There were six women total in our hut, ranging in age from thirteen to an indeterminate age, somewhere between sixty and dead. We crawled in on our knees, as an act of humility to the powers that be, my mom explained to me later.
I was in the “hot seat” as it is creatively called, because it’s closest to the fire and farthest from the exit. People who pass out are often in the hot seat. I clutched my knees to my chest in the dark and tried to remain calm. Once the last blanket was drawn, we were surrounded completely in darkness. A cricket had gotten in somehow and I couldn’t help but think this was a sign, my own personal Jiminy Cricket. At that moment, I made the cricket my power animal and let it guide me through those moments of uncertainty and fear.
A woman named Sybil led the prayers, poured water over the stones, which hissed and cried out so close to my face I thought for sure that I had been possessed by demons. Sybil started to sing and everyone joined her but since I didn’t know the words, I just hummed to the song in my head (which was Salt N’ Peppa’s “Shoop”) and let my body follow the movement of the smoke. Nobody could see anyway, so I felt more than comfortable moving around to the beat of the drum and the bodies of those so near me.
After the song, we prayed one by one to whomever we felt like—to the Stone people, Yahweh, Creator, Grandfather, Buddha, MotherFather—prayed for sobriety, health, single mothers, the men and women in Iraq, not just the soldiers but the Iraqi people too, for clean drinking water, sopapillas with honey. I hadn’t prayed since I was about twelve and certainly never out loud before, in front of strangers.
But I prayed.
And for the first time I felt almost depressed by my good fortune. I had no addictions, no mouths to feed or terminal diseases. I was attending college for free, thanks to Affirmative Action. But I didn’t deserve it. My words carried no weight here. Assimilation. Privilege. Adaptation. It was my mom who taught me how to spell. I might as well have prayed for a Mercedes or something equally absurd because my life seemed so similar to it, so privileged and inadequate in the face of that fire, in the courageous women next to me, their battle scars dripping off them like candle wax. I couldn’t see it but I knew it was happening. This was the certainty, our bodies texts, quilts, pot lucks of receptivity and warmth, steaming plates of tamales, blood like river water. So clean and so dirty. I offered up my sweat in exchange for a life of idleness and ease, offered it as penance, though there was never any judgment in the Sweat, not from anyone except myself.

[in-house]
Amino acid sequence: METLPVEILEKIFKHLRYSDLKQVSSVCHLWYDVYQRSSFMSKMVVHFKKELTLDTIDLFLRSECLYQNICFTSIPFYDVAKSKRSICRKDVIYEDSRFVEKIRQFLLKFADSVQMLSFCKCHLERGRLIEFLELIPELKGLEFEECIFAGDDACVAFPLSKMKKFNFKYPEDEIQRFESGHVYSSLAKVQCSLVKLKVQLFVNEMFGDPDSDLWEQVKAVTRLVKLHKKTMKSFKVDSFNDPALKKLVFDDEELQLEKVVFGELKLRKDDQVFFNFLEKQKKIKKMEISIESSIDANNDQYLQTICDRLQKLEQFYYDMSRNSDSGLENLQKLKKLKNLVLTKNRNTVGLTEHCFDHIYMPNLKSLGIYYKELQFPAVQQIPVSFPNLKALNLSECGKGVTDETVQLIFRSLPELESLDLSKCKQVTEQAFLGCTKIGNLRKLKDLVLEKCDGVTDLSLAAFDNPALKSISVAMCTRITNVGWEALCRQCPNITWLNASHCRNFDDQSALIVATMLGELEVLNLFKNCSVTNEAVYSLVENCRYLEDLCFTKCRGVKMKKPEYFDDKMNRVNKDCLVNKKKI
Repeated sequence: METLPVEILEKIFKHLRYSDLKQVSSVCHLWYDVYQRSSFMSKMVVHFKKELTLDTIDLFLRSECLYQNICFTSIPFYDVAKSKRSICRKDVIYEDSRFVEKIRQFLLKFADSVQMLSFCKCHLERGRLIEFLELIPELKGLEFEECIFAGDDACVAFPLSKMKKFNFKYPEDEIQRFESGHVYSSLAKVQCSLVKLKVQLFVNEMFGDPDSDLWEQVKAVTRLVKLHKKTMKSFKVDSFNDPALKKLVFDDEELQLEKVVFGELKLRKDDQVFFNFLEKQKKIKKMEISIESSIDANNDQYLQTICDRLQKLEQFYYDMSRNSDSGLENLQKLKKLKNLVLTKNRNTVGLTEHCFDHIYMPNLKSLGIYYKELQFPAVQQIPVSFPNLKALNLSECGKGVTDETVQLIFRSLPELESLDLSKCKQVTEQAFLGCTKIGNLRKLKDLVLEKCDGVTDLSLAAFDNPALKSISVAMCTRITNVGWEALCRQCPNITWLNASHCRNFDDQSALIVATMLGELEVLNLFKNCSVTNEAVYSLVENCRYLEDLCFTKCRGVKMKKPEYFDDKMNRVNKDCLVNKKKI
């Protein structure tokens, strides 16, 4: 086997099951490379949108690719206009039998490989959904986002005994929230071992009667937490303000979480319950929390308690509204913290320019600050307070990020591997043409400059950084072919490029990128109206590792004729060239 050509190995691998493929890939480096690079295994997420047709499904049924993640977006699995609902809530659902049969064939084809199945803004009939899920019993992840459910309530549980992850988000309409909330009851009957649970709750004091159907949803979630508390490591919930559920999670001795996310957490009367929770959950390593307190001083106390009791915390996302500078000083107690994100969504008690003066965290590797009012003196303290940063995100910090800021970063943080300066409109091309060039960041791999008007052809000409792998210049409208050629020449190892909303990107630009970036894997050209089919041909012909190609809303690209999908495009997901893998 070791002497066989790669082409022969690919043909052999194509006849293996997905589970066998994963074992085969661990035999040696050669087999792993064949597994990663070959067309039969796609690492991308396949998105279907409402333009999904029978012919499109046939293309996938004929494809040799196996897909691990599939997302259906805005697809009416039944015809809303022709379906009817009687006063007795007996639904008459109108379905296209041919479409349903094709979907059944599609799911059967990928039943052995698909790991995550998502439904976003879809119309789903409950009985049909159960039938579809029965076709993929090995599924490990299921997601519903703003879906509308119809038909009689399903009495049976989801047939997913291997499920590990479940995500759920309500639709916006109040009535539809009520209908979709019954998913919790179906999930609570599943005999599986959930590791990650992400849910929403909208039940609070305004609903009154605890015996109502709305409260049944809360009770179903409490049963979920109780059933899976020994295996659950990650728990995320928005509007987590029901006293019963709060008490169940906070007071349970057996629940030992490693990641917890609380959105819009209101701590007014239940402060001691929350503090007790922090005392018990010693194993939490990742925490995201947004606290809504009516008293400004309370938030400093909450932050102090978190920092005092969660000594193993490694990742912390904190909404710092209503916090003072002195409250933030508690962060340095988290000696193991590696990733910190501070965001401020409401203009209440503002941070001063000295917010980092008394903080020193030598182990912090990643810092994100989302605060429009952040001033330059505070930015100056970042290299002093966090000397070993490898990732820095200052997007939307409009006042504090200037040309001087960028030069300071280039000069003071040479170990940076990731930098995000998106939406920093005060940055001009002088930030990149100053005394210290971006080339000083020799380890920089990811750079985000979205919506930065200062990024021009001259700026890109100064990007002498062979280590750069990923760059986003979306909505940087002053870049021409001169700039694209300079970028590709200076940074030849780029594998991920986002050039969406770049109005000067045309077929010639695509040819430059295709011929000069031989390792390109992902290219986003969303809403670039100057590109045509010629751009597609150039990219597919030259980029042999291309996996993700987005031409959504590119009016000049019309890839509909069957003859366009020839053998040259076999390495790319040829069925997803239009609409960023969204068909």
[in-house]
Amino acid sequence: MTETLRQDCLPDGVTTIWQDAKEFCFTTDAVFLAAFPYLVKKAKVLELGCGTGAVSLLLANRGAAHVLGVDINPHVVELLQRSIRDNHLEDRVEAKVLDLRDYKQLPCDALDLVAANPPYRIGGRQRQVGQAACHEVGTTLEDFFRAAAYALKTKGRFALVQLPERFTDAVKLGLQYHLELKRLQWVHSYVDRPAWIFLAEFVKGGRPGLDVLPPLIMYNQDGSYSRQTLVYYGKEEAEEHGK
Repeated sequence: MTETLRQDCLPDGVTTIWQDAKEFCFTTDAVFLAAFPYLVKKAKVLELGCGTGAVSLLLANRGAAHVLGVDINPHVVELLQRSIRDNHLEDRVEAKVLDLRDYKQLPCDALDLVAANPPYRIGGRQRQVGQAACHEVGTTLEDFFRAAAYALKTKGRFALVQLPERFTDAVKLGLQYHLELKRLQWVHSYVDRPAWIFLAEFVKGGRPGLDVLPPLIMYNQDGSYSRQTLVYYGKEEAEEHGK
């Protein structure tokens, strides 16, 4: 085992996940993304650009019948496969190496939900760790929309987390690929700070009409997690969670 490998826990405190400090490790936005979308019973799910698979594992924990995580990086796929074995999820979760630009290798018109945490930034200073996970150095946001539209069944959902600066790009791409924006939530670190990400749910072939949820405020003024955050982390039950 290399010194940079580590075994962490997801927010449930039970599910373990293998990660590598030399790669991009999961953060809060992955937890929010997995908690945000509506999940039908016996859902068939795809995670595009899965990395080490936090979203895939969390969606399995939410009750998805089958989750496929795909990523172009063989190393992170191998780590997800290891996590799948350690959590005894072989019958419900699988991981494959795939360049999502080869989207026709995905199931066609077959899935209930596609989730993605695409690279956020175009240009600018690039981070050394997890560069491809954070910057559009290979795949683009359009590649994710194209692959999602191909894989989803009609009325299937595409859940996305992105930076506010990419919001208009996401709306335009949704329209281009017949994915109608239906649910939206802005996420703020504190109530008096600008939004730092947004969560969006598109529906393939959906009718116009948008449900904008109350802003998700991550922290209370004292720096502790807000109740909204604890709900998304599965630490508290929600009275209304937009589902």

Three rounds of this—prayers and songs—and the sweat was tripping over my face and neck. I felt like my pores were in competition with one another, to see which droplet could run the full gauntlet of my body the fastest. I could no longer see, but continued to wipe my eyes with the backs of my hands. Could no longer feel my clothing either, which seemed to rise up with the ash and smoke, leaving only the child in me, the innocuous little girl who could cry without reason and give thanks without shame. The sweat became highways, travel guides, destinations I’ve only touched with my fingertips but never my imagination. It’s hard to explain, hard to detail something that is both obvious and obscure at the same time, like déjà vu or time zones or the difference between soul and spirit.
When I came out, my mom was standing nearby with a water bottle and a banana. I took them, oblivious to the shock of cold that entered my body as soon as I had left the Sweat Lodge. I drank all the water in ten seconds flat, drank it like a debt that’d been owed to me, like it was a river that I wanted so desperately to wash me away. Suddenly becoming chilled, I looked down at my T-shirt, at my bra that stood out in sharp relief against the backdrop of the moonlight. The fluid had soaked it so thoroughly that it had lost its color completely, changing from white to transparent.